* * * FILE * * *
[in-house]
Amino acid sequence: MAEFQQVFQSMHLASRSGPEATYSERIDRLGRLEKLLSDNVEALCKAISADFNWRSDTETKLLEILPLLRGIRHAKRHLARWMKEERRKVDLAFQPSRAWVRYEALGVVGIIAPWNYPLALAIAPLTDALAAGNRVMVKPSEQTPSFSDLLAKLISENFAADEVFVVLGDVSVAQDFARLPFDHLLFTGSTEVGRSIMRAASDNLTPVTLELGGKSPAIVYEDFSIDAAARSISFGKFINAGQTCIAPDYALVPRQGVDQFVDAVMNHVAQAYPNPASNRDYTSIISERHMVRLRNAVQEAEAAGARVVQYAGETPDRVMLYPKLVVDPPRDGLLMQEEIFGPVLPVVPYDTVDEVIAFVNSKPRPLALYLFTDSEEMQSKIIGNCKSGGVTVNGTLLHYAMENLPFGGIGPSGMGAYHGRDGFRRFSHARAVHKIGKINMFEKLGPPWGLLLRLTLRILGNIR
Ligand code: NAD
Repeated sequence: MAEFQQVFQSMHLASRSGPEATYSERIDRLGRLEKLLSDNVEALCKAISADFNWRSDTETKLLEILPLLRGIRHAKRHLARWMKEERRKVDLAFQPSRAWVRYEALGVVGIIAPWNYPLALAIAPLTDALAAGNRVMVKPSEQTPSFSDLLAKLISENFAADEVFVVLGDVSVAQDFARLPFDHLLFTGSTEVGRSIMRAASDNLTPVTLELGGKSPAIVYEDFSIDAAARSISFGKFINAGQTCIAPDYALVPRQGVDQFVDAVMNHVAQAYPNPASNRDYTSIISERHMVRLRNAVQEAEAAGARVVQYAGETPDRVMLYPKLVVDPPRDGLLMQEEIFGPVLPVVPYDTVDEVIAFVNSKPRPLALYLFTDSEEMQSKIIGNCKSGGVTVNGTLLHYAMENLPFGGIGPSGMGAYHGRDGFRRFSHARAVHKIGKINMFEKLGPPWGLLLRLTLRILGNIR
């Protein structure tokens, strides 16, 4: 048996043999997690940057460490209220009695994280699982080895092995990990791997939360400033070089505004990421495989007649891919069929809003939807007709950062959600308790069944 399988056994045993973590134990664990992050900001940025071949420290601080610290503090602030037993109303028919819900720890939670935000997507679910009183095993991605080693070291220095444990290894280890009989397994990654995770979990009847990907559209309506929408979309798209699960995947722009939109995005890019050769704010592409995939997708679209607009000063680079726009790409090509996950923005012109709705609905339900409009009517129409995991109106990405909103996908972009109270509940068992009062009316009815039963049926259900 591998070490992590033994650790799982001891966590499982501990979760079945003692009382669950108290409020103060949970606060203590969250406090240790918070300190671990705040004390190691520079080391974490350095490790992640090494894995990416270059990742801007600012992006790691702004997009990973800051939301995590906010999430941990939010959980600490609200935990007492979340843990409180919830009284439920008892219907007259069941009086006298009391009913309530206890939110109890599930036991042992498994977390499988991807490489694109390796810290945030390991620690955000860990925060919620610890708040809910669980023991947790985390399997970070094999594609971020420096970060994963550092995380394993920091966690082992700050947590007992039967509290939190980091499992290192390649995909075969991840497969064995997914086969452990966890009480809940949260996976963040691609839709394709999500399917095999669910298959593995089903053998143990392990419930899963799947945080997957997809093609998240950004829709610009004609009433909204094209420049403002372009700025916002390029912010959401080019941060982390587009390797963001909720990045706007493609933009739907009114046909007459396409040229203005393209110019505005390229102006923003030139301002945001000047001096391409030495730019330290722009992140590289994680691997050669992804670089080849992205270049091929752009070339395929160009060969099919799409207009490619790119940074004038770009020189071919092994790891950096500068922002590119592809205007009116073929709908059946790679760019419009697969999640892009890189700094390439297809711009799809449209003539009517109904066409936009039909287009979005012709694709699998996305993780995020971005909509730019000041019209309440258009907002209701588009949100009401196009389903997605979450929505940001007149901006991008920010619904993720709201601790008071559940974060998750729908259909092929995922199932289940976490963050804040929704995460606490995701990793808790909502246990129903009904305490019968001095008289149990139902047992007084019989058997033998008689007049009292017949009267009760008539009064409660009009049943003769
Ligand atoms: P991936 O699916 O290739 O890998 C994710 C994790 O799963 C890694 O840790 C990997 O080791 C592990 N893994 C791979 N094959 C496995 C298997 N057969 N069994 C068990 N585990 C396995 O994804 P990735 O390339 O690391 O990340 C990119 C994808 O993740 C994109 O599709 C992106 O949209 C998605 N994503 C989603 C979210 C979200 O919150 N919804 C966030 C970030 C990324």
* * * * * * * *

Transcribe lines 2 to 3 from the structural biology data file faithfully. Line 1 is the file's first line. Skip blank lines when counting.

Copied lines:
Amino acid sequence: MAEFQQVFQSMHLASRSGPEATYSERIDRLGRLEKLLSDNVEALCKAISADFNWRSDTETKLLEILPLLRGIRHAKRHLARWMKEERRKVDLAFQPSRAWVRYEALGVVGIIAPWNYPLALAIAPLTDALAAGNRVMVKPSEQTPSFSDLLAKLISENFAADEVFVVLGDVSVAQDFARLPFDHLLFTGSTEVGRSIMRAASDNLTPVTLELGGKSPAIVYEDFSIDAAARSISFGKFINAGQTCIAPDYALVPRQGVDQFVDAVMNHVAQAYPNPASNRDYTSIISERHMVRLRNAVQEAEAAGARVVQYAGETPDRVMLYPKLVVDPPRDGLLMQEEIFGPVLPVVPYDTVDEVIAFVNSKPRPLALYLFTDSEEMQSKIIGNCKSGGVTVNGTLLHYAMENLPFGGIGPSGMGAYHGRDGFRRFSHARAVHKIGKINMFEKLGPPWGLLLRLTLRILGNIR
Ligand code: NAD